BLTC Press Titles


available for Kindle at Amazon.com


The Bhagavad Gita

Anonymous


Shakti and Shakta

John Woodroffe


The Adventures of Sherlock Holmes

A. Conan Doyle


Novalis Including Hymns to the Night

Novalis, George MacDonald, Thomas Carlyle


Goethe

by Abraham Hayward

Excerpt:

"In the house my attention was principally drawn to a series of Roman views, engraved by some skilful predecessors of Piranesi, with which my father had adorned an anteroom. Here 1 saw daily the Piazza del Popolo, the Coliseum, the interior as well as the exterior of St Peter's, and many other places. These drawings impressed me deeply; and my in other respects laconic father was occasionally pleased to aid me by a description of the subjects."

This laconic father was a man of considerable acquirements, and, having no fixed occupation, was fond of communicating what he knew. To keep his hand in, he gave lessons in composition and Italian to his wife; and so soon as his children were old enough to be taught, he took the principal part of their education on himself, and only employed masters for certain lessons, which are not specified. Indeed, Goethe's account of his education is general and vague; but its efficiency is proved by some of bis exercises in his seventh, eighth, and ninth years, fortunately preserved in the Frankfort Library. These are in German, Latin, Greek, and French; and we also know from himself that he learnt Italian incidentally or on the sly. "My father taught my sister Italian in the same room where I had to learn Cellarius by heart. As I was soon ready with my task, and was obliged to keep my place, I listened over my book and mastered Italian, which struck me as a pleasing variety of Latin, very quickly." The learned discoverer of these exercises thinks that the manner of teaching may be seen in them. They are not, he says, mere copies or translations. "Ko; the father either dictated what had directly struck himself in actual life—a town incident, or an anecdote of old Fritz, which excited the enthusiastic adherent of the great king—or he allowed the son to choose his subject; and we consequently find crowded together childish remarks, poetical effusions, familiar dialogues, and moral reflections, which clearly indicate the direction the adult would take."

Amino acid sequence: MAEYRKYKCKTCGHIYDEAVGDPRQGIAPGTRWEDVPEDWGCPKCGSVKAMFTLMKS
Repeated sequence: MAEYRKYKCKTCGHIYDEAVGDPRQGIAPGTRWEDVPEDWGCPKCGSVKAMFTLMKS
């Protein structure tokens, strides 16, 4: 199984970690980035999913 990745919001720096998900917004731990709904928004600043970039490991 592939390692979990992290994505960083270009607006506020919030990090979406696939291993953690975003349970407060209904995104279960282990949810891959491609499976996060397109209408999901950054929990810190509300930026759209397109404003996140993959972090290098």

The course of domestic education was interrupted in his seventh year by the alteration and partial rebuilding of the house, during which the children were lodged with friends and sent to school. "This change was disagreeable in many respects; for when the children, who had all along been kept at home in a secluded, pure, refined, although strict manner, were thrown among a rude mass of young creatures, they had unexpectedly to suffer everything from the vulgar, bad, and even base, since they lacked all means of self-protection." The house was soon ready to receive them, and their former mode of life was resumed; or, according to some of the biographers, there is no knowing whether Germany would not have had a different Goethe if he had been prepared for the university in the elementary school and the gymnasium. Gervinus plausibly enough contends that his want of sympathy with the masses, from whom he fastidiously held aloof, was owing to his having been too much coddled in his boyhood. But it may well be doubted whether he would have acquired any accession of patriotic feeling or public spirit from the compelled association with such schoolfellows as he describes, although his sensibility and delicacy may have been wounded or impaired by it. There is no reason to suppose that Shelley's genius was materially modified by Eton or Byron's by Harrow.